Hi Angel, Thank you for taking the time to write in the guestbook. I am happy to hear you had a great time meeting him. He is a true gentleman. And i have to agree he does give great hugs.
I recently met Andy Robinson at Motor City Nightmare in Novi Michigan. He remembered me by name from a post I had responded to on his Facebook page and seemed surprised when I pulled out both "Stepping Into The Light" and "A Stitch In Time" to be autographed. He was incredibly generous with his time. I got a selfie with him and later on did the photo op. He happily signed that as well. I hope he does another appearance close to me again. He gives great hugs!
Thank you Suzanne, Welcome to my site. I am glad you like the site. And I hope you continue to enjoy it.
I'm gladdened to see your site honoring Mr. Andy Robinson. In my opinion, I realized that, of all the characters on ds9, I enjoyed the Garak portrayal above the rest. I was hoping to express this as a fan of his acting. There were a few extraordinary character actors and some intelligent scripts.
Thanks for the Stories Mark, I really enjoyed reading them.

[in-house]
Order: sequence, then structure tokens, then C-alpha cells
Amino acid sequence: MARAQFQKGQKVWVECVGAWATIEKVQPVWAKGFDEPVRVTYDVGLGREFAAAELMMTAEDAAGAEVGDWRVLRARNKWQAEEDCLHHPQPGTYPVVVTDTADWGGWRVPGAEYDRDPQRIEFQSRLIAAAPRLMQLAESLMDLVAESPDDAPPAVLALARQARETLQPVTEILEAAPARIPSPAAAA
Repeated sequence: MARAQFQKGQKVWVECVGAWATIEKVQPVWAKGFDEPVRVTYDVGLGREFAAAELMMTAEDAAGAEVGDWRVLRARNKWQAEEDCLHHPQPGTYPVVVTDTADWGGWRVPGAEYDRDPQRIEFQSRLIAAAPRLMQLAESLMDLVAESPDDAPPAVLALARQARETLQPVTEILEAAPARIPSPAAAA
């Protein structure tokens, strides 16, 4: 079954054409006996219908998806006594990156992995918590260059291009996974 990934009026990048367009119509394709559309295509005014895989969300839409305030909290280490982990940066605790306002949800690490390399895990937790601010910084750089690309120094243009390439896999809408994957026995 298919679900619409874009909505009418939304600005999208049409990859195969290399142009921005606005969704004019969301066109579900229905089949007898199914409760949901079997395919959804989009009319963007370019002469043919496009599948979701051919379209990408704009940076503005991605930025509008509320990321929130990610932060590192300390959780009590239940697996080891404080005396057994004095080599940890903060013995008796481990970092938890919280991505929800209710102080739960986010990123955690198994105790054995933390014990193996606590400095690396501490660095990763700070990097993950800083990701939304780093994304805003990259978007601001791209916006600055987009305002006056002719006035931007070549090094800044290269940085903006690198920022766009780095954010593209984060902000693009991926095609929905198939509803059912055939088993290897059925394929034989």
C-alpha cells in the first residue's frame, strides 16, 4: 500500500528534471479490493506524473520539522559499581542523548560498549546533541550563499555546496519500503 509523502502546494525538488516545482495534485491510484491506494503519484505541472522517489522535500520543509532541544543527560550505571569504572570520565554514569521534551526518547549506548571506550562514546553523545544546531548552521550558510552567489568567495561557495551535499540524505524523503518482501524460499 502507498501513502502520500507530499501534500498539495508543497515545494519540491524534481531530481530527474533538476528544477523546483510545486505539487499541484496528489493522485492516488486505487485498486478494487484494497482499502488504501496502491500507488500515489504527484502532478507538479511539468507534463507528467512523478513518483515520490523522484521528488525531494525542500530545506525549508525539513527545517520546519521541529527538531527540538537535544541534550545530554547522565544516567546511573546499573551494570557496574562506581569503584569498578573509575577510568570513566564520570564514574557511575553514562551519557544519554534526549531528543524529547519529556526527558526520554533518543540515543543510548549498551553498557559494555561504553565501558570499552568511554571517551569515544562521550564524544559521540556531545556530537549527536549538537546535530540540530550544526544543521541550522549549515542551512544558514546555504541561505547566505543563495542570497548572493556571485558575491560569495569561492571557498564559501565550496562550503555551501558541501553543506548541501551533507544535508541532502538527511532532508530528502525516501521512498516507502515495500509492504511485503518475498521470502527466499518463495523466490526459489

I attended Slanted Fedora 2001 in November of 2001. It was a bit smaller than the organizers were hoping, I suspect, due to the unfortunate timing. Andy and Sid were scheduled to perform their play, but Sid wasn't able to make it. (Marc, Casey, and Jeff were able to come and perform their Shakespeare piece.) Now, when A Stitch In Time came out earlier in 2001, people on the fan club e-mail list wrote reviews that appeared in Andy’s fan club newsletter, which he read. He told more than one person that he was particularly happy with my review, and they passed that along to me. One of my friends knew Andy well enough to approach him outside the structured meeting times. She introduced me and reminded him that I was the one whose review of ASIT he’d liked so much. He shook my hand and we exchanged pleasantries. It was thrilling but manageable in terms of excitement. 🙂 Most of the Q&A I remember from Andy was about ASIT. I have vague memories of asking him during the Q&A about A Stitch In Time as meta-narrative, which is something I’d remarked on in my book review – basically, the reader imagines Bashir receiving this tome, trying to figure out what’s true and what’s lies and what’s something in between, and reacting to it. He said that was an important part of the story – it’s not just what’s on the page, it’s Garak *telling* the story and Bashir hearing it. (One of my autographs says, “To Mark, Great review of the book – you got it!”) What really made the weekend special was that people were able to arrange a private fan club meeting with Andy and Irene. About 20 of us in a room with him for about three hours, talking about directing and acting and all kinds of stuff. He had directed The Glass Menagerie with his daughter Rachel and Susan Sullivan in 2000, and we talked about that. Andy had recently directed, or was about to direct, a Pinter play and was quite excited about it. Something that kind of blurs my memory of the whole weekend with my overwhelming fanboy reaction: After the fan club meeting, Andy and Irene left, and the rest of us lingered for a few minutes. When my roommates and I went to get the elevator to our floor, Andy and Irene were on it. Andy clasped my hand in that Roman-style handshake Garak and Tain used in Improbable Cause, looked down at me, and said, “I really, really liked your review of my book.” 🙂 🙂 🙂